The name of this restaurant almost inevitably makes me think of my friend Pace. An enthusiastic and knowledgeable dining companion--on the rare occasions I can actually convince him to pry his ass out of his apartment and join me, that is--he is convinced that Sripraphai, which he simply refers to as "Unpronounceable", is actually Thai for "Lucky Dragon Bamboo Hut". I'd be curious to know if Happy Garden Palace really is the English translation of its Chinese name.
This place seems pretty obviously to be geared towards Fujianese immigrants in New York that want a hearty, inexpensive meal like they might get back home (and boy, is it inexpensive!). It's open until 2:00 a.m., and, based on a couple of visits, appears to be a small gathering place for folks who want a late-night beer or snack after work. As you might expect, there is zero "atmosphere" here.
No matter, though--the food is fantastic. Generous dishes that fairly scream "home cooking"--MY kind of food! "Red wine lees"--Fuzhou red wine fermented with glutinous rice--figures in lots of the dishes here, and it adds several flavor dimensions difficult to describe: wine-y, yes, but also slightly vinegary, slightly sweet, and fairly earthy. Case in point: tonight's Spare Rib Fuzhou Style (Fuzhou is the capital city of Fujian). Spare ribs dusted in with corn starch and fried, and if I'm not mistaken, there was some orange along with wine lees in the complex sauce. Salt chicken was a) a bargain, at 6 bucks for a half a chicken, and b) apparently really the result of having been preserved in salt. Perhaps a bit drier than what other places offer under similar names, it had a real "preserved" taste and texture--I thought it was great. Pork fried rice was delicious and everything it should be... first and foremost, it was white, not the brownish travesty one gets at Americanized Chinese restaurants. On a whim, I also ordered a taro cake (cost: 60 whole cents), which turned out to very similar to turnip cake dim sum. I have no idea how this is traditionally eaten, but I confess I kept wishing for a little dish of oyster sauce to dip it in like one gets in the Cantonese dim sum houses.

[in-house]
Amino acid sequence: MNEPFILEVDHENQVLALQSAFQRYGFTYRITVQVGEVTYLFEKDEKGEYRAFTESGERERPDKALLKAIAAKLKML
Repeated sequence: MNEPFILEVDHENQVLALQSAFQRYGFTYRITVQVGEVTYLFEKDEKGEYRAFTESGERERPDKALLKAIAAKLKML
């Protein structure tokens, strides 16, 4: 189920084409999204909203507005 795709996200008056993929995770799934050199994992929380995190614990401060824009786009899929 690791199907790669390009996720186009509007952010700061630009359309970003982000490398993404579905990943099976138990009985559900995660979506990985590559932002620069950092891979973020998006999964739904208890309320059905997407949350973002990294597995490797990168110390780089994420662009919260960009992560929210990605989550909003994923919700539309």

Earlier in the week I had what is my favorite dish here so far, the Beef Stew with Curry in Casserole. Interestingly, curry was the least obvious element of the dish. Wine lees, once again, yes... something like cinnamon or star anise, ginger, garlic and sesame oil. But curry was only in the background. Utterly delicious. And their "Golden Silver Egg Fried Rice" was somehow much more than the sum of its parts: egg, a bit of scallion, and rice. It was perfectly cooked--light, moist... ambrosia.
There is a huge list of "over rice" dishes that includes a generous selection of their entrees, and they are all around 4 dollars for a quite sizable plate of food. Fujian is especially famous for its soups, and I'm looking forward to cooler weather so I can work my way through their list of two dozen or so.
Happy Garden Palace
54 East Broadway, New York 10002